If we get an application with no cover letter, that’s pretty much an immediate “no” from my VP (and from me too)
Basically read the job spec and be honest about where you fit and where you don’t — and why you think you can compensate for the current lack of fit.
A cover letter should accompany your résumé. It should be tailored to the job / company you’re applying to. It should tell me why you’re applying — what interests you about the position, why you’re a good fit. It only needs to be a paragraph or two. Keep it simple and to the point.
And I’d recommend sending your résumé as a PDF, not a Word doc — less risk of formatting glitches.
And on the subject of résumés, keep them short — one page, two at the most. Start with a sentence about your goals or the position you’re looking for, followed by a brief summary of your key skills. Then list relevant work experience (and/or education) in date-descending order.
For each job list your title, the company, the location and then a brief overview of your responsibilities and/or what you achieved there.
I get multi-page essays… not going to read them. I can’t tell what you actually did at a company, you’re not going to get an interview.
Oh, and this may seem blindingly obvious but… don’t list your Microsoft Office skills (you’re not applying to be a secretary!), or stuff like Photoshop etc if you’re applying for a developer / coding job. In addition to tailoring your cover letter, consider tailoring your résumé too, to better suit the position.
But that brings us back around to never having worked at a company, besides maybe an internship...
honestly for the last couple of years I just keeo an updated profile in stackoverflow jobs and generate a pdf there
which shows that working during your studies in a field relevant job is a big advantage
If you’re applying for your first job in programming, you’ll need to show how your education applies and what “hobby” projects you’ve done. And have a well-crafted cover letter.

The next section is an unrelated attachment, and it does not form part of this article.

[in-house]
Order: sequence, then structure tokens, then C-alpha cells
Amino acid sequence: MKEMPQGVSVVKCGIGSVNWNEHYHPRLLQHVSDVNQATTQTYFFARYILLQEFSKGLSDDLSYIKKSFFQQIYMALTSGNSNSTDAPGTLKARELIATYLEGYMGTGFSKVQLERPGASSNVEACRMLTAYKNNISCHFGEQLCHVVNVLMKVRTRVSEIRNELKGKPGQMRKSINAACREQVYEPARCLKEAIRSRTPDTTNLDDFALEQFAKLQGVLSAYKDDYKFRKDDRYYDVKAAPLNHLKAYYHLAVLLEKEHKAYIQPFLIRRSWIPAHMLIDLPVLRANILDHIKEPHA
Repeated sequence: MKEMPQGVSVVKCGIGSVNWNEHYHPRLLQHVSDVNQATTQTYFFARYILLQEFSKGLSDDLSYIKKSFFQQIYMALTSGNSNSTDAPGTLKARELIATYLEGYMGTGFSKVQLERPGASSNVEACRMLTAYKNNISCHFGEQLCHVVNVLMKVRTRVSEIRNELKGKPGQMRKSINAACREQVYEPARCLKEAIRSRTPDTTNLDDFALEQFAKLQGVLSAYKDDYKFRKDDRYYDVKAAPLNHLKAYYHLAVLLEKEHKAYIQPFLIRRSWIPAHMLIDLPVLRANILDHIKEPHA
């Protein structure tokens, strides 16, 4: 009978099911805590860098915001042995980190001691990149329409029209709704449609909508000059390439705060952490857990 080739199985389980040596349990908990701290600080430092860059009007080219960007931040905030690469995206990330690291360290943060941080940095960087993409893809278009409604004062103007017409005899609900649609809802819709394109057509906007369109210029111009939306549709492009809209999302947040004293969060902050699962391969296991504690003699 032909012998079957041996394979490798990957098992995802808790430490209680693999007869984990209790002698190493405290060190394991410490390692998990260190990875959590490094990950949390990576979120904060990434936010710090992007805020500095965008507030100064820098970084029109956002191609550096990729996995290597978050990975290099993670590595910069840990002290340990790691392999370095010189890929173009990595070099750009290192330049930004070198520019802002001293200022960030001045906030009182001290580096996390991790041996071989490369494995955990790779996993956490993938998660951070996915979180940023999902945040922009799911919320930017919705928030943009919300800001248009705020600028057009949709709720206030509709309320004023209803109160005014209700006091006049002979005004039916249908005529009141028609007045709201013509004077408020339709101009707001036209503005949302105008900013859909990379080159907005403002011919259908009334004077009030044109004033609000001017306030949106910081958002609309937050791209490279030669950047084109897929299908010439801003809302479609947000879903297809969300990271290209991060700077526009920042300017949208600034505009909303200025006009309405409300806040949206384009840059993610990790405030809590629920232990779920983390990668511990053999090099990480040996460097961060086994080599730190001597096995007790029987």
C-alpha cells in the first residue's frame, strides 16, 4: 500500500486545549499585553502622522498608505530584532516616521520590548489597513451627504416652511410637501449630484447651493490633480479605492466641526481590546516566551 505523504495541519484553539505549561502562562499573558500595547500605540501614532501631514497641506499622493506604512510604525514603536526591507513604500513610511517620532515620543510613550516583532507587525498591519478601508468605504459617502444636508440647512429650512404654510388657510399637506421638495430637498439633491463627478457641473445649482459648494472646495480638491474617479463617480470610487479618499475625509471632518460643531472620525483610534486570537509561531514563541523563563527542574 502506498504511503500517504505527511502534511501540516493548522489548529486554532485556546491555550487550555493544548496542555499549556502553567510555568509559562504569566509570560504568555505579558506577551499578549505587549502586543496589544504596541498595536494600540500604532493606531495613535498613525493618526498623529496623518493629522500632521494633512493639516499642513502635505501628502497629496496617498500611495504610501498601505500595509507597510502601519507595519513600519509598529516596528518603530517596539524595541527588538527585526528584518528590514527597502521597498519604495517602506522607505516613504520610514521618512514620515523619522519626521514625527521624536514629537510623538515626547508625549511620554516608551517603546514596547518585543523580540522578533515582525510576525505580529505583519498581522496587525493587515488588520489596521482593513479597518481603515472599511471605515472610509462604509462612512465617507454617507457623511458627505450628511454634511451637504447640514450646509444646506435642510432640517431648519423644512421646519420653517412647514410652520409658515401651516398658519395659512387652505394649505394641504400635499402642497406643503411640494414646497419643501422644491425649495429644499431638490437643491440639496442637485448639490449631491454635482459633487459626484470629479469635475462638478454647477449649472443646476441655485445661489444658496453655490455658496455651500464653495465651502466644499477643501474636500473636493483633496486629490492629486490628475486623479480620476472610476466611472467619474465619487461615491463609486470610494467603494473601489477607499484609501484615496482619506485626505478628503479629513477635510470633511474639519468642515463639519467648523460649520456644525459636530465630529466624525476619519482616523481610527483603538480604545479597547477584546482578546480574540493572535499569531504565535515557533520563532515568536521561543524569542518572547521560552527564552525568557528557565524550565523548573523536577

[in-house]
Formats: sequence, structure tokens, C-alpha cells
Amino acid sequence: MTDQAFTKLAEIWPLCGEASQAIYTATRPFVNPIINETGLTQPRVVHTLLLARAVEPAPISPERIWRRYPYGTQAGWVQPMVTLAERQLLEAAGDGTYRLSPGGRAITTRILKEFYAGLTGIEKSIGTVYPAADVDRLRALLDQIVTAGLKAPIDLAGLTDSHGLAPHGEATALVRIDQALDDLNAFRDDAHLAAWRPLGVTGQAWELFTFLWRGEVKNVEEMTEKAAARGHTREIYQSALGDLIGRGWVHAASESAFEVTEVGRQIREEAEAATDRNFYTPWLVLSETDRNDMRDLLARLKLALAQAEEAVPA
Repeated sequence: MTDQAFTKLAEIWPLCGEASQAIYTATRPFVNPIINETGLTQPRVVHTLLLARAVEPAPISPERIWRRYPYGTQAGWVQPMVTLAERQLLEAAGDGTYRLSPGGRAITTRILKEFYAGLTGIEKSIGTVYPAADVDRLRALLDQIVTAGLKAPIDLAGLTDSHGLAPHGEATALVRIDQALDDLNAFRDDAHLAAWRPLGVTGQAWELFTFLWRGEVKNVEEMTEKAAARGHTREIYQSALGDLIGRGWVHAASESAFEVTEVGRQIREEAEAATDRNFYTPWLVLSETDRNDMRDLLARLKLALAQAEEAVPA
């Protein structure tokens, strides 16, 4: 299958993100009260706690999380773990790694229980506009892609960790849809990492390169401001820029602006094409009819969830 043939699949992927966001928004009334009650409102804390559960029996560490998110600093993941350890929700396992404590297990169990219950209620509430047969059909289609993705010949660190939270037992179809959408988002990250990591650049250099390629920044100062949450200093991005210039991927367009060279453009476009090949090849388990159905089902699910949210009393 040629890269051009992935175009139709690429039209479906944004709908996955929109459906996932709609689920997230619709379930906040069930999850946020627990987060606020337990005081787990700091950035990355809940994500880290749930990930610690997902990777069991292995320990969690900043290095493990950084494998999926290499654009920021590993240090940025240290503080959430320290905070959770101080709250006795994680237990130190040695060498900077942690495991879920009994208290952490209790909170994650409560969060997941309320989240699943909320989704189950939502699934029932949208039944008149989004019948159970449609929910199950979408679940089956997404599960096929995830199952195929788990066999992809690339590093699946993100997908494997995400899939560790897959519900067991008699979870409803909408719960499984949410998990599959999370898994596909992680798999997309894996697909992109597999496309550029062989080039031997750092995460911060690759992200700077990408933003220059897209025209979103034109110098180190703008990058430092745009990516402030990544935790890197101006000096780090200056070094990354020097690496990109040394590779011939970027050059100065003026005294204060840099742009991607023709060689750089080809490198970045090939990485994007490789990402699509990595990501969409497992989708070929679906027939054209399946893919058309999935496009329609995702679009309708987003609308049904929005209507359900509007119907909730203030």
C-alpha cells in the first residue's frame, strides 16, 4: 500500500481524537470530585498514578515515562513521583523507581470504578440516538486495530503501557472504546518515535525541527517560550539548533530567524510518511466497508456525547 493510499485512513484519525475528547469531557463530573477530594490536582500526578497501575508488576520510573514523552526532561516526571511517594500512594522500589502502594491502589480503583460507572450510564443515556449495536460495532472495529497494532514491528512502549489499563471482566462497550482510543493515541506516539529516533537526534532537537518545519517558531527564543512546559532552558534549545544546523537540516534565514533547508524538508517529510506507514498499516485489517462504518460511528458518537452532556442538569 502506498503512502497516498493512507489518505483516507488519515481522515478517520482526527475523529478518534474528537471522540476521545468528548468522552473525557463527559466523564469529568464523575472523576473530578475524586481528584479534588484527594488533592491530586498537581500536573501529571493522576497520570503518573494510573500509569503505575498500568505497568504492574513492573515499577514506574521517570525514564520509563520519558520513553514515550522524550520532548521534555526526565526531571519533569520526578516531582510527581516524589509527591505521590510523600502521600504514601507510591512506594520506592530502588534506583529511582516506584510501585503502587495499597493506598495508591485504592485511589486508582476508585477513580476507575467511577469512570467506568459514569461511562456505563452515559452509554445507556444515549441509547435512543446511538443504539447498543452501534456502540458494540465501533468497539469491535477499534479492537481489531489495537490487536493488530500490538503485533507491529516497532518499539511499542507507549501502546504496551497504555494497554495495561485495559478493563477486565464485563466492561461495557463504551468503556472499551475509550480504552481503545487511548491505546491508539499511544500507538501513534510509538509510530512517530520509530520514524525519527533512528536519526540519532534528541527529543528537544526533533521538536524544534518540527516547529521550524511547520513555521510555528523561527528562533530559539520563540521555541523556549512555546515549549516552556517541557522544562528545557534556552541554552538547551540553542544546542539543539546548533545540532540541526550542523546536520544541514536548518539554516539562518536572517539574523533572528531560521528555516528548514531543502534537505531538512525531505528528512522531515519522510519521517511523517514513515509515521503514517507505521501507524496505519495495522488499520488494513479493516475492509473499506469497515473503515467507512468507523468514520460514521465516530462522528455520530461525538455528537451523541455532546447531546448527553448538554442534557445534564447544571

Another good option is pay for yourself to attend a conference and network hard with people. If you can get someone’s attention face-to-face, you can often side-step that awkward nothing-on-the-résumé issue 🙂
people like to think of hiring as a rationale process of matching requirements to candidates, but it usually seems to come down to a gut feeling of whoever is doing the hiring. And that gut feeling is not something you can control, no matter how much you match the requirements. So I recommending ignoring the requirements as much as you can (I find this really hard to do), focus on presenting yourself as a positive eager beaver
apply early, apply often, to the job you want, not the one you think you can get, and you'll eventually hit a hiring pipeline were everyone is having a good day
Tech is sort of like a club, if you are working for a tech company you are part of the club, and since you are part of the club any other company thinks you are a good candidate and will actively recruit you. If you are not actively working for a tech company you are outside the club
it is an often repeated saying that the best engineers are never on the market because they just move from position to position. so of course if you are on the market you are not the best, and everyone in tech says they only hire the best
If you can afford to not work for a while, maybe spending time programming open source, reading books, writing blog posts, etc can help to increase your chances of getting hired
if you’re active enough in certain communities and show you’re good I’m pretty sure you’ll start receiving good offers, regardless of your formal experience
Yes, getting a good reputation in an online community can definitely help! It’s a form of networking and it can let you show that you know your stuff and/or you are willing to put in work to learn.
https://en.wikipedia.org/wiki/Mere-exposure_effect the more familiar you are to people, the more likely you are to get a good gut reaction